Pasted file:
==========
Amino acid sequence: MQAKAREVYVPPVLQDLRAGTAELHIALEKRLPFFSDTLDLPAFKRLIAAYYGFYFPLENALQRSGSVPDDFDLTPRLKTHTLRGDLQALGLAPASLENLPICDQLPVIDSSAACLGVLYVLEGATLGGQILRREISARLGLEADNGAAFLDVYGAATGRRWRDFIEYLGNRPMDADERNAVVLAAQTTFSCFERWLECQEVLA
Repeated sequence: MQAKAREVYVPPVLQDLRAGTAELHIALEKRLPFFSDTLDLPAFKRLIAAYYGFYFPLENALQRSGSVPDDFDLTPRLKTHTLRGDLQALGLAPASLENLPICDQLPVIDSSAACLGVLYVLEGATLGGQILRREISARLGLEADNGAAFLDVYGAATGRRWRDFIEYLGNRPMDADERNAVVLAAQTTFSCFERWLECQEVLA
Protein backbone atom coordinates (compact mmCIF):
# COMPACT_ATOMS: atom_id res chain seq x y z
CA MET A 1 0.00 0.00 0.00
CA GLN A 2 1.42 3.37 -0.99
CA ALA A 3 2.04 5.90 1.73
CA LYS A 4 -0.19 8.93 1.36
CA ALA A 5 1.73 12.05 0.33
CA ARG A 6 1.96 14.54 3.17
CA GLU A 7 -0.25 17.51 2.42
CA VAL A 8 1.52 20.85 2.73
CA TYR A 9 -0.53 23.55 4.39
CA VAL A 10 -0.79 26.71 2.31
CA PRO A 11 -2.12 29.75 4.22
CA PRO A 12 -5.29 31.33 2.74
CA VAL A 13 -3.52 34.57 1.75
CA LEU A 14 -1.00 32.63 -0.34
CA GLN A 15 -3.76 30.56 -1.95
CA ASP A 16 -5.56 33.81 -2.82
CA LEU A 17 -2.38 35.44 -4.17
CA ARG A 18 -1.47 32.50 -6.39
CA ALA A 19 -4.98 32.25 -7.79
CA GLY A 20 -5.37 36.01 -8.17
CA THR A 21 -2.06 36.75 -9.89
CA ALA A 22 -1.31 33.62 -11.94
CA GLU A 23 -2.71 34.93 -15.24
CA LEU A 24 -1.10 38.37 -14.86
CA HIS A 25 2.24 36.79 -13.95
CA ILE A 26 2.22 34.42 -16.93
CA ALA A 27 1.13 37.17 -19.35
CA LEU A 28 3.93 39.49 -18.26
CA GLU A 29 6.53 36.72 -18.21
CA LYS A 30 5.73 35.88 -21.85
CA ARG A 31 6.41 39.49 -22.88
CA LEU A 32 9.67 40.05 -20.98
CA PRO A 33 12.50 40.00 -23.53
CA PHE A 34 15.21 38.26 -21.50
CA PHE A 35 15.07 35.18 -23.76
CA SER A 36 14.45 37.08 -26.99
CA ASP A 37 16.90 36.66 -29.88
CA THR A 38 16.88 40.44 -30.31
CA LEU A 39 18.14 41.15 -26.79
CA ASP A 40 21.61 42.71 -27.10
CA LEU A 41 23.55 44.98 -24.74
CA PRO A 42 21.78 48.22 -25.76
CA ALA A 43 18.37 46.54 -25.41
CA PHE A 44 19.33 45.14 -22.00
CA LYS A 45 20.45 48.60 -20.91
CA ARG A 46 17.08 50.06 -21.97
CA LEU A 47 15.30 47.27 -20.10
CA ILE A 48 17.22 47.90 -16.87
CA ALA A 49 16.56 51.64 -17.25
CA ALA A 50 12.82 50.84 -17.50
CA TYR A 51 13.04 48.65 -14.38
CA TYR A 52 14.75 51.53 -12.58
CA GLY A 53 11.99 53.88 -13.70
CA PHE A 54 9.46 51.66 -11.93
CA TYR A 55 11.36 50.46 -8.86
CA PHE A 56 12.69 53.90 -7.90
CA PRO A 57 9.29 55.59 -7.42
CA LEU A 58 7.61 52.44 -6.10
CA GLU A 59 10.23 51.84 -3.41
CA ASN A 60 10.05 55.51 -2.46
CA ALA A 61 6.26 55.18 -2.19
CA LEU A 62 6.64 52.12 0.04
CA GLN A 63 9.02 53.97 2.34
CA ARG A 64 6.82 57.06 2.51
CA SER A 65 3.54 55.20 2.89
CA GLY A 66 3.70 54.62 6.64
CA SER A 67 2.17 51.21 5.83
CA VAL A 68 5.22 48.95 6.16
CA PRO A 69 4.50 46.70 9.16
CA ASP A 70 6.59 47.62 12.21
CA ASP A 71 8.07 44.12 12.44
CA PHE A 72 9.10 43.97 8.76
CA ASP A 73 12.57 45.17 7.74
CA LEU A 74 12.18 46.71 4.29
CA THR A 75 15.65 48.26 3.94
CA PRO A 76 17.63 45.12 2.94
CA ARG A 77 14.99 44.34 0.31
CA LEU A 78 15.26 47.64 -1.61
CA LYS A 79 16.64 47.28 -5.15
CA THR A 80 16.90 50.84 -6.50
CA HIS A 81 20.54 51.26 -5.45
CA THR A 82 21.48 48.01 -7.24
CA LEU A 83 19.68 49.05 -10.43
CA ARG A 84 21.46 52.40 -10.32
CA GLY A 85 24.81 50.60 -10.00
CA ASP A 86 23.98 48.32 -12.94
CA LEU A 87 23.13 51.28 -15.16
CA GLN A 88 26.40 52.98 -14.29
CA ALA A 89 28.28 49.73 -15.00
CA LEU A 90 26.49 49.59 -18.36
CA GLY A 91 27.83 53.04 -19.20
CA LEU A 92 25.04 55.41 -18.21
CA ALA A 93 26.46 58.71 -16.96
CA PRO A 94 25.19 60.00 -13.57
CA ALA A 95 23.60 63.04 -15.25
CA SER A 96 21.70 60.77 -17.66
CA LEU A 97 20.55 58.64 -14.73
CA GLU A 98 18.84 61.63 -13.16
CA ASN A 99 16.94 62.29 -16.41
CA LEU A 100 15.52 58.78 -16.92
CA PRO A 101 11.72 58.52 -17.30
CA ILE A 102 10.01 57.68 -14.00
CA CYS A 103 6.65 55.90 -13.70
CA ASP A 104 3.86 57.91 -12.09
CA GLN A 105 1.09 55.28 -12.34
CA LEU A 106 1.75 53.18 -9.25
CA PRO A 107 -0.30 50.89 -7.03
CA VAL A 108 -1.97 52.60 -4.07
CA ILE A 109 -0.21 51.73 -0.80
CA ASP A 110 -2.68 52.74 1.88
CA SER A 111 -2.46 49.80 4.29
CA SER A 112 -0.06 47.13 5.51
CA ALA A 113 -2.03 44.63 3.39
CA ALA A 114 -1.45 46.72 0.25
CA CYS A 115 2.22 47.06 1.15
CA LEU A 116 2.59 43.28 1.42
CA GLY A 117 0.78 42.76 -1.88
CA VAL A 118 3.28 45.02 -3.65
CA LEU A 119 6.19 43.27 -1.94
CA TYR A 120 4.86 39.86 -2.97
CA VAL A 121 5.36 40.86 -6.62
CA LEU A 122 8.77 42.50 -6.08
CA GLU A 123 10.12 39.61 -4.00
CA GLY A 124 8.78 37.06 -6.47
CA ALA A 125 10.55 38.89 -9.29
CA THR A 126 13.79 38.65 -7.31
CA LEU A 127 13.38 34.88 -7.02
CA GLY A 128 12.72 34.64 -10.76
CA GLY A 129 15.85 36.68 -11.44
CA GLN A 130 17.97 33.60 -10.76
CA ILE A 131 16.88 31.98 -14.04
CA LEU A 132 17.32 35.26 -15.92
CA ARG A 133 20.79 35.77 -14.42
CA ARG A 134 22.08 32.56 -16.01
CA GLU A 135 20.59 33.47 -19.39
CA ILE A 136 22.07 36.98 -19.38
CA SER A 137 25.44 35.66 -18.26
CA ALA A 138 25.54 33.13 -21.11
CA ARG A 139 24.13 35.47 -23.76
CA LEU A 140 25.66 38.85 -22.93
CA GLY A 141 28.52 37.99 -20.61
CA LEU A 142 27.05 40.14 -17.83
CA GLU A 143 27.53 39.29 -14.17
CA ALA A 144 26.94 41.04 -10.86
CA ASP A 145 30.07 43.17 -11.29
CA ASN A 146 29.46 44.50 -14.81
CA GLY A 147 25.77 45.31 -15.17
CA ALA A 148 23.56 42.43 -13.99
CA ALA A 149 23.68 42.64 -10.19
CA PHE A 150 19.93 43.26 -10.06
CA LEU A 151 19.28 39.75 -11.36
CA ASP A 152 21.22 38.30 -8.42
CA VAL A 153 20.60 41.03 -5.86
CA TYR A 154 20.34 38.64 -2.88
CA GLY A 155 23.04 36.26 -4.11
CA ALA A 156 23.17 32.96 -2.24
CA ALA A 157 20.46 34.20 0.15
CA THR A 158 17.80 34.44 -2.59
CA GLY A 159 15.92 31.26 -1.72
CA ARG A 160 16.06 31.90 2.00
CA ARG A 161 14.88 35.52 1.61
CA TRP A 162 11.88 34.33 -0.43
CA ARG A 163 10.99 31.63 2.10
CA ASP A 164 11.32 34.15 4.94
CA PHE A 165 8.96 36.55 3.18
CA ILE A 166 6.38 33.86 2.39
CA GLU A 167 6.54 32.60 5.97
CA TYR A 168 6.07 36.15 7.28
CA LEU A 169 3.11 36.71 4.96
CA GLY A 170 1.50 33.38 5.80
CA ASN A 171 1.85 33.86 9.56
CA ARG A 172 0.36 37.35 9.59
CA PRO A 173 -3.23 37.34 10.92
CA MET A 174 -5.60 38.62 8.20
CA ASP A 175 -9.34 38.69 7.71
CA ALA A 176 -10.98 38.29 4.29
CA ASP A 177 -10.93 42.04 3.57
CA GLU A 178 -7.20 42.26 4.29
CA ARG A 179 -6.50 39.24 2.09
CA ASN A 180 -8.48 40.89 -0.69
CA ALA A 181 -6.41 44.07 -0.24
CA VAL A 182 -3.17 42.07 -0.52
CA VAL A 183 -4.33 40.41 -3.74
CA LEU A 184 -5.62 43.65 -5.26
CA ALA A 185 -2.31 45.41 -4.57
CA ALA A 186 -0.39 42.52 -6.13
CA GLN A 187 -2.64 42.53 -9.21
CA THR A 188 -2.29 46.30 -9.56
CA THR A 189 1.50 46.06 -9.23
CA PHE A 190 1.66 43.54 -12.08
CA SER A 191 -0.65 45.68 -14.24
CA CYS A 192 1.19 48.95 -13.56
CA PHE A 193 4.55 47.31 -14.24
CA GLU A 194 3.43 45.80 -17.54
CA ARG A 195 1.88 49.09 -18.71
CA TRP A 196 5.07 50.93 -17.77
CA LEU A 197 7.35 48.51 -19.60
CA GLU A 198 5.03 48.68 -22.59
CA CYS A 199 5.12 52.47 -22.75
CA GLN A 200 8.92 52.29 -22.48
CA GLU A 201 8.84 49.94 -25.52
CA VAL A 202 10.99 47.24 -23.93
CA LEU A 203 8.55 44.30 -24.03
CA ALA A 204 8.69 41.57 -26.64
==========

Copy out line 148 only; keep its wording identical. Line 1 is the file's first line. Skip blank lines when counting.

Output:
CA ALA A 144 26.94 41.04 -10.86